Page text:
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Becoming Less Anxious

The good news this week is Boris's roadmap shows close contact services opening as part of Step 2. And so I'm stuck at home drinking lemon water (or Neal's Yards Quiet Tea) for a little bit longer! But it's such a relief to know we have a roadmap out of this situation – even if it's a cautious one. It gives us a little ray of hope :-)

I cannot wait to get back to hands-on treatments from April 12th.

As the world starts to slowly and cautiously get back to normal, are you looking forward to hugging all your family members and celebrating with friends? Or are you feeling anxious about getting back to 'normal' and worry about how safe the big, wide world outside is going to be?

Anxiety is something that we all feel from time to time. Just before an interview or a test, for example, we notice our heart rate and breathing getting faster, and both of these are natural reactions, helping to direct more blood flow to the brain and help us perform better.

However, if things get too intense, you might also start to feel light-headed or a bit nauseous. If this happens too often, our anxiety can become chronic and negatively affect our physical and mental health. And it's been a very long year of anxious thoughts and feelings for many of us.

Stressful life experiences (like a worldwide pandemic) affect our health in many ways, and here are a few examples.

Panic attacks – panic attacks often accompany anxiety. We can experience heart palpitations, chest pains, lightheadedness and a sense of impending doom.

Behavioural changes – emotional and social withdrawal is common; irritability and compulsive behaviour leave people feeling lonely and drained.

Generalised ill-health – prolonged anxiety can lead to sleep problems, fatigue, and frequent unexplained physical ailments.

Fight or Flight response – when you are anxious or stressed, your brain floods your system with hormones and chemicals designed to help you respond to a threat. That's a good thing when there is a real threat, but harmful in the long term if we don't calm the body between episodes.

Central Nervous system function – panic attacks can be terrifying and lead to anxiety as we worry about further attacks, so your brain continues to release the stress hormones. This constant worry can lead to headaches, muscle tension, clinical depression and substance abuse. It can also lead to long term health issues, such as weight gain. When fat begins to build around our internal organs is starts to become dangerous to our health. It is one of the primary sources of inflammation that underpins every chronic disease.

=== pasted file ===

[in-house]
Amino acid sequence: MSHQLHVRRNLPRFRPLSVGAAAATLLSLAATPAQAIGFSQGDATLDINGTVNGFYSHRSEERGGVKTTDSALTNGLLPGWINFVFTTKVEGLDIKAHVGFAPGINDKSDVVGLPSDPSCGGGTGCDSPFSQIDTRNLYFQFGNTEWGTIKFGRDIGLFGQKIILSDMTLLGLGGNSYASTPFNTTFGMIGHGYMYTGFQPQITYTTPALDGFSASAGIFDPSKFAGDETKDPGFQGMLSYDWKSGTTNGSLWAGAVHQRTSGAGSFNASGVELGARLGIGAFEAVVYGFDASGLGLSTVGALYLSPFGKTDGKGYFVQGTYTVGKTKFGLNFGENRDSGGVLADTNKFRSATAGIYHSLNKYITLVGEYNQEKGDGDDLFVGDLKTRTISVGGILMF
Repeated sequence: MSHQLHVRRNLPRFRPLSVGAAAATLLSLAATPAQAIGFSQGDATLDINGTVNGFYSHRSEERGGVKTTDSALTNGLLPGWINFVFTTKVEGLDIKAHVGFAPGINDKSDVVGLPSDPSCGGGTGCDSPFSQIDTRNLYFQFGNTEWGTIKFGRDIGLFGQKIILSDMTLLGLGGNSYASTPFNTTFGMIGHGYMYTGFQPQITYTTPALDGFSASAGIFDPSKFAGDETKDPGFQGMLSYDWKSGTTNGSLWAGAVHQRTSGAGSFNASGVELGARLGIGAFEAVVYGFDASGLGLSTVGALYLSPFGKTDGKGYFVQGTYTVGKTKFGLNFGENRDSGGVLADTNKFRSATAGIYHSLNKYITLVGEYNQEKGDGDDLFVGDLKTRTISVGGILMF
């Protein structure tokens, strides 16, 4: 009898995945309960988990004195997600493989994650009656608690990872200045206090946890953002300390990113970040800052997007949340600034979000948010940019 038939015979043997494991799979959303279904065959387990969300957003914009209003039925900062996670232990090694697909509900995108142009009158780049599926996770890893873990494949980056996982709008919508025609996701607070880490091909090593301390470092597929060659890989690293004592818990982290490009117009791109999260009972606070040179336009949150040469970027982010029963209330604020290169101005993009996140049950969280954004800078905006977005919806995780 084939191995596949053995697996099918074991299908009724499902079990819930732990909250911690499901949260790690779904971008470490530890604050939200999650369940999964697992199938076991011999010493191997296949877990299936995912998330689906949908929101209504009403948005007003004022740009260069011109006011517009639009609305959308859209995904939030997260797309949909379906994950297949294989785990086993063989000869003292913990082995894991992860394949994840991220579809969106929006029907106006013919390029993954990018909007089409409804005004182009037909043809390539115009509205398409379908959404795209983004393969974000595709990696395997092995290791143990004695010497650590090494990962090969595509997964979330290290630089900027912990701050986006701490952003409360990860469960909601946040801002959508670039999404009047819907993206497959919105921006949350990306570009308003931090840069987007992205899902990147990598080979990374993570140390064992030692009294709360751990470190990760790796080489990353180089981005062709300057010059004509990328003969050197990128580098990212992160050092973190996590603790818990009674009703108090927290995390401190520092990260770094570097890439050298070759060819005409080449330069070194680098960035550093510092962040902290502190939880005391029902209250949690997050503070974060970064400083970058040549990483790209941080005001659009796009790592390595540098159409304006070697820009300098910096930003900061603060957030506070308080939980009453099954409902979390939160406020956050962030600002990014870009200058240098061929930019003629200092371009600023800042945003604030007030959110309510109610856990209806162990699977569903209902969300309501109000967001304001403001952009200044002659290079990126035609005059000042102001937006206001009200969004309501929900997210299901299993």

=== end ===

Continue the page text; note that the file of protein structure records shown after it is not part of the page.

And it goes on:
Immune system response – in the short term, anxiety can boost the immune system. However, prolonged stress and anxiety stop the signals which allow the body to return to normal functioning. This weakens your immune system, which can interfere with your ability to fight bacteria, viruses and other illnesses.

Respiratory response – anxiety causes rapid, shallow breathing; therefore, people with anxiety are more at risk of respiratory illness like influenza and the common cold. Anxiety can also exasperate any asthma attacks.

Cardiovascular changes – anxiety and panic attacks can cause rapid heart rate, palpitations and chest pains. These changes will increase your risk of high blood pressure and heart disease.

Digestive system – anxiety is connected to digestive issues such as IBS, bowel infection and loss of appetite.

You may experience stomach aches, nausea, diarrhoea, and other digestive issues. Loss of appetite can happen too, and researchers have found a strong link between anxiety and IBS.

How to improve your anxious symptoms

If you show any signs that anxiety and lockdown fatigue is starting to affect your health, then here are four easy things you can start doing to improve your health and well-being.

1. Take a deep breath

Deep breathing activates our relaxation response, balancing the stress hormones and relaxing the nervous system.

Inhale slowly for a count of four. Gently hold your breath for four counts. Then slowly exhale for four counts.

2. Avoid Caffeine

Caffeine drives anxiety and increases the pro-inflammatory stress hormone cortisol production, so it's best avoided.

Gradually wean yourself off caffeinated food and drinks, for example, coffee, tea and chocolate, and replace them with more nurturing options like herbal tea, fruit-infused water and green tea.

3. Get moving

Movement is one of the best ways to combat anxiety. A brisk 30-60 minute walk releases endorphins that can lead to a reduction in anxiety.

Create a list of physical activities you enjoy, and plan them into your week. For example, walking, running, rollerblading, cycling, dancing, fitness classes, or when things open back up, try swimming, step aerobics or team sports such as netball, tennis, or football.

4. Get more sleep!

Insufficient sleep can trigger anxious thoughts and symptoms. Unfortunately, it can be a vicious circle – struggling to sleep can provoke anxiety, and then tiredness the next day can exasperate symptoms.

Go to my Reflexology self-care page for tips on reducing stress and a hand reflexology sequence to help you sleep better.

Smile, breathe and go slowly – Thich Nhat Hanh

*** Would you like to know my Top 5 Tips for controlling your anxious thoughts? Then click here for your FREE downloadable PDF ... ***

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